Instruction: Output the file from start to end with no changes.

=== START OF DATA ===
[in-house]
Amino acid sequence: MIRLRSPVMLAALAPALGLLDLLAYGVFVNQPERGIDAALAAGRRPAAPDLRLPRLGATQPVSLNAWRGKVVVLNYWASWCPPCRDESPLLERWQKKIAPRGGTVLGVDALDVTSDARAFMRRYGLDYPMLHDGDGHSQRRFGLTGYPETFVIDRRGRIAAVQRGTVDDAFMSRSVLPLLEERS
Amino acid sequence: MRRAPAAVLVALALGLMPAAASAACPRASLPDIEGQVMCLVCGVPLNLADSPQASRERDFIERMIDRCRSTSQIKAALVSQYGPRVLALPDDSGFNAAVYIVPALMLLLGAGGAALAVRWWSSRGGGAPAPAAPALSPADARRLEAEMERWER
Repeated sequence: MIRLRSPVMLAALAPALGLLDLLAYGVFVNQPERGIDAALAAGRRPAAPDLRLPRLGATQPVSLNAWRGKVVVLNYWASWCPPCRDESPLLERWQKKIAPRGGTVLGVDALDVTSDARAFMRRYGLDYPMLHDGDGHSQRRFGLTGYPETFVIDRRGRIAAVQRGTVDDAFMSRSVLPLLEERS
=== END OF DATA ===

[in-house]
Amino acid sequence: MIRLRSPVMLAALAPALGLLDLLAYGVFVNQPERGIDAALAAGRRPAAPDLRLPRLGATQPVSLNAWRGKVVVLNYWASWCPPCRDESPLLERWQKKIAPRGGTVLGVDALDVTSDARAFMRRYGLDYPMLHDGDGHSQRRFGLTGYPETFVIDRRGRIAAVQRGTVDDAFMSRSVLPLLEERS
Amino acid sequence: MRRAPAAVLVALALGLMPAAASAACPRASLPDIEGQVMCLVCGVPLNLADSPQASRERDFIERMIDRCRSTSQIKAALVSQYGPRVLALPDDSGFNAAVYIVPALMLLLGAGGAALAVRWWSSRGGGAPAPAAPALSPADARRLEAEMERWER
Repeated sequence: MIRLRSPVMLAALAPALGLLDLLAYGVFVNQPERGIDAALAAGRRPAAPDLRLPRLGATQPVSLNAWRGKVVVLNYWASWCPPCRDESPLLERWQKKIAPRGGTVLGVDALDVTSDARAFMRRYGLDYPMLHDGDGHSQRRFGLTGYPETFVIDRRGRIAAVQRGTVDDAFMSRSVLPLLEERS